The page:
Electric Infrared Space Heating
Heat is transferred in three ways: convection, conduction, and radiation. In most space heating systems, convection and conduction are the principle heat transfer mechanisms. Infrared (IR) space heating is accomplished through electromagnetic radiation. Natural gas, propane, and electricity are the fuels commonly used by IR heaters. Although these heaters are commonly referred to as "space heaters," they do not directly heat the space: they heat the objects in the space, which, in turn, eventually heat the space. The term "infrared space heating" is used to distinguish comfort heating from IR process heating.
Electric IR heaters have two basic components: an IR heating element and a reflector. The IR heating element is composed of a resistor material (or radiator) that gives off electromagnetic energy in the IR portion of the spectrum when excited by an electric current. The resistor material is partially enclosed in the reflector, a fixture that reflects the radiation toward the people to be heated. Resistor materials include tungsten wire in a quartz tube, nickel chromium alloy in a quartz tube, tungsten wire in a reflector lamp, and nickel chromium alloy in a metal rod. In space heating applications, the IR radiation is normally directed toward the people in the area. However, the radiation also strikes objects, such as the floors, walls, equipment, and furnishings. These objects then retransmit the heat they receive, Through secondary, conduction, convection, and radiation. In this way, IR heaters can be used to warm the air in a room to a set temperature, much like a conventional heating system.
Tungsten wires in quartz lamps and reflector lamps operate at filament temperatures of about 4050°F and radiate energy in the "near-infrared " portion of the spectrum. These lamps have the added advantage of providing visible light of approximately 8 lumens per watt. This can help illuminate work areas. The potential downside is that when heating is not needed, the extra light is not provided. Other lamp elements, such as metal sheath, open wire, and ribbon elements, operate between 1200 and 1800°F and emit in the "far-infrared" portion of the spectrum.
- Relatively inexpensive and easy to install compared to conventional HVAC systems
- Keeps people comfortable in relatively areas such as bus stops, covered breezeways, loading docks, outdoor restaurants, and garages.
- Reduces the overall energy required to heat an area by allowing a background temperature of 50-60°F.
- Simple to lay out, control, and maintain.
- Can be used to heat "trouble spots" such as lobby areas, hallways, and entrances.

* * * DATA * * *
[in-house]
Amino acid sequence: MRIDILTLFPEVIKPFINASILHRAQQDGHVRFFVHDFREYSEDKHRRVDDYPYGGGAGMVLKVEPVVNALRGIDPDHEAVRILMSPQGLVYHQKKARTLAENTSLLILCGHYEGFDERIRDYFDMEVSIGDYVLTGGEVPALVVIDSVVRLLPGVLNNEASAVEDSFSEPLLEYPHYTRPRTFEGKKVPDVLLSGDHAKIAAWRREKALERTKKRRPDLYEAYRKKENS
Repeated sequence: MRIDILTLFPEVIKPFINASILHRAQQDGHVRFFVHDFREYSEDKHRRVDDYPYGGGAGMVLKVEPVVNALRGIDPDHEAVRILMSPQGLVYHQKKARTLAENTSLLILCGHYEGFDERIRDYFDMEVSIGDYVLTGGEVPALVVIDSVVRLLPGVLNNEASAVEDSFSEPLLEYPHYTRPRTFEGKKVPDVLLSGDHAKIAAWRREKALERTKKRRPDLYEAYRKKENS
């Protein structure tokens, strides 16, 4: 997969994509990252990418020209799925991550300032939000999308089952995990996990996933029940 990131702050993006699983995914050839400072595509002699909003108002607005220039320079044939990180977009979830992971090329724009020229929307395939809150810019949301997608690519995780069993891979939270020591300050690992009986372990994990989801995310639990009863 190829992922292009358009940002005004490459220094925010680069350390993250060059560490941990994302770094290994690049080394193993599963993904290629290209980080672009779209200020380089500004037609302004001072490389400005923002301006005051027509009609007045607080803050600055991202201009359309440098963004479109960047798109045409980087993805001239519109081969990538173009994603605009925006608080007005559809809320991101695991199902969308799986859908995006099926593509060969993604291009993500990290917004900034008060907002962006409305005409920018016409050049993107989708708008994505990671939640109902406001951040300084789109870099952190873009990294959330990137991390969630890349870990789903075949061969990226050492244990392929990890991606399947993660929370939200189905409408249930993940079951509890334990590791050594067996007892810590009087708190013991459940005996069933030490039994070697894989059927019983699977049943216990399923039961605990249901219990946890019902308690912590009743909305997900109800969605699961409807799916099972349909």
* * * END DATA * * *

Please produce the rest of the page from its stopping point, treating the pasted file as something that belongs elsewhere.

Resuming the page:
- Less complicated than gas heating because neither gas piping nor ventilation of combustion by-products is necessary.
- If systems are used to maintain space temperatures of 68-70°F, the overall efficiency is no better than conventional resistance heating.
- Mounted at ceiling heights of over 30 feet, IR lamps do not keep people warm.
- People need to be radiated from both sides to feel comfortable. That is, enough lamps must be installed to produce a criss-cross pattern.
- Areas exposed to the outdoors and/or areas that require high ventilation rates.
- The ideal application is an area maintained at 50°F in which IR heaters are used only to warm people. An example is a large warehouse watched over by a stock person near the main door. IR heaters could be installed where the stock person spends the most time, providing the stock person hearing comfort irrespective of the overall warehouse temperature.
- Storage rooms, garages, loading docks, covered walkways, warehouses, gymnasiums, commercial/industrial plants and shops, outdoor restaurants, and store entrances.
Applications to Avoid
- Applications requiring narrow range of heating and cooling temperature control throughout the space under consideration. Examples: Offices, classrooms, patient rooms, theaters, etc.
- Applications requiring number of air changes per hour irrespective of temperature control.
Technology Types (Resource)
IR lamps and fixtures are available in a variety of shapes and sizes. They are normally hung from or attached directly to the ceiling, in a manner similar to a lighting system, with careful attention to the maximum height of forklifts, trucks, cranes, etc., that operate in the area. The IR -system designer determines the desired energy levels for the different parts of the facility and then estimates the equipment wattage required to produce the desired energy levels. The fixtures are typically available in 120-, 240-, and 480-volt systems.
The lamp efficiency depends on the material of the resistor the radiator. Clear quartz lamps have an efficiency of about 96%. Tungsten wire and quartz tubes have efficiencies of 60-80%. Metal rods have lamp efficiencies as low as 50%. The overall efficiency of the IR system depends on the type of IR element in the lamp, the absorptivity of the people, and the objects near the lamp, and the efficiency of the fixture (including the reflectivity of the reflector and the directional efficiency of the fixture). Other factors to consider in selecting an IR element include amount of visible light output, time required to develop full output, vibration resistance, and color of light. The life expectancy of any IR lamp is about 5000 or more hours.